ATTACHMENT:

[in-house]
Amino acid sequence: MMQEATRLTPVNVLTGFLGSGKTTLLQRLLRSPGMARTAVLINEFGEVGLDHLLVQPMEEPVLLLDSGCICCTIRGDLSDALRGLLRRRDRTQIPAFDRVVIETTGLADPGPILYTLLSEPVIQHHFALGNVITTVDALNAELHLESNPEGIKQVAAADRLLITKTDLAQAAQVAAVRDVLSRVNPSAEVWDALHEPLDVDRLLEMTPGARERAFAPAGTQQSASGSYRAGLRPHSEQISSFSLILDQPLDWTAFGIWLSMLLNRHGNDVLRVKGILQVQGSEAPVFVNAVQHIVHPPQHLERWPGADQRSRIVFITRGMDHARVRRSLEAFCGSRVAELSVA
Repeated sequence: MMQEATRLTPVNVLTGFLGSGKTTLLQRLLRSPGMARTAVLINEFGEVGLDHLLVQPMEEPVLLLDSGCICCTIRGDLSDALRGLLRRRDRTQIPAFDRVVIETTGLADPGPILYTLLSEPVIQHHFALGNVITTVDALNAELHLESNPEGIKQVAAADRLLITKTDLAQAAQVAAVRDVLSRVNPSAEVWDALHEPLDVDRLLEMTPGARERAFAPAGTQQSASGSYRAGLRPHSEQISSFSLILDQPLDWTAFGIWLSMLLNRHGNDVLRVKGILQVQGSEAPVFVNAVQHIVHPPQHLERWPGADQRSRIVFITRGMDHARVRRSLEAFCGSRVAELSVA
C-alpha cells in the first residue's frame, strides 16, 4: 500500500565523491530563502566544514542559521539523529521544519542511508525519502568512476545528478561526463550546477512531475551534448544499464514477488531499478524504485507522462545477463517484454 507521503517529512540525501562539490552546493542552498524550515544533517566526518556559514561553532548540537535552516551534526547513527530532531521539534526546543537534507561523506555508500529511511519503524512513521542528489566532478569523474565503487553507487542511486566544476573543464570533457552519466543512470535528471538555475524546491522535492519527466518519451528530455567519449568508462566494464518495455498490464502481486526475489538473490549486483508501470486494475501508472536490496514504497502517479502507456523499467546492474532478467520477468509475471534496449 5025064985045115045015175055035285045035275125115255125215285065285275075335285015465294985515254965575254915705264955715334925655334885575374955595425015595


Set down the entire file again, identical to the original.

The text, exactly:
[in-house]
Amino acid sequence: MMQEATRLTPVNVLTGFLGSGKTTLLQRLLRSPGMARTAVLINEFGEVGLDHLLVQPMEEPVLLLDSGCICCTIRGDLSDALRGLLRRRDRTQIPAFDRVVIETTGLADPGPILYTLLSEPVIQHHFALGNVITTVDALNAELHLESNPEGIKQVAAADRLLITKTDLAQAAQVAAVRDVLSRVNPSAEVWDALHEPLDVDRLLEMTPGARERAFAPAGTQQSASGSYRAGLRPHSEQISSFSLILDQPLDWTAFGIWLSMLLNRHGNDVLRVKGILQVQGSEAPVFVNAVQHIVHPPQHLERWPGADQRSRIVFITRGMDHARVRRSLEAFCGSRVAELSVA
Repeated sequence: MMQEATRLTPVNVLTGFLGSGKTTLLQRLLRSPGMARTAVLINEFGEVGLDHLLVQPMEEPVLLLDSGCICCTIRGDLSDALRGLLRRRDRTQIPAFDRVVIETTGLADPGPILYTLLSEPVIQHHFALGNVITTVDALNAELHLESNPEGIKQVAAADRLLITKTDLAQAAQVAAVRDVLSRVNPSAEVWDALHEPLDVDRLLEMTPGARERAFAPAGTQQSASGSYRAGLRPHSEQISSFSLILDQPLDWTAFGIWLSMLLNRHGNDVLRVKGILQVQGSEAPVFVNAVQHIVHPPQHLERWPGADQRSRIVFITRGMDHARVRRSLEAFCGSRVAELSVA
C-alpha cells in the first residue's frame, strides 16, 4: 500500500565523491530563502566544514542559521539523529521544519542511508525519502568512476545528478561526463550546477512531475551534448544499464514477488531499478524504485507522462545477463517484454 507521503517529512540525501562539490552546493542552498524550515544533517566526518556559514561553532548540537535552516551534526547513527530532531521539534526546543537534507561523506555508500529511511519503524512513521542528489566532478569523474565503487553507487542511486566544476573543464570533457552519466543512470535528471538555475524546491522535492519527466518519451528530455567519449568508462566494464518495455498490464502481486526475489538473490549486483508501470486494475501508472536490496514504497502517479502507456523499467546492474532478467520477468509475471534496449 5025064985045115045015175055035285045035275125115255125215285065285275075335285015465294985515254965575254915705264955715334925655334885575374955595425015595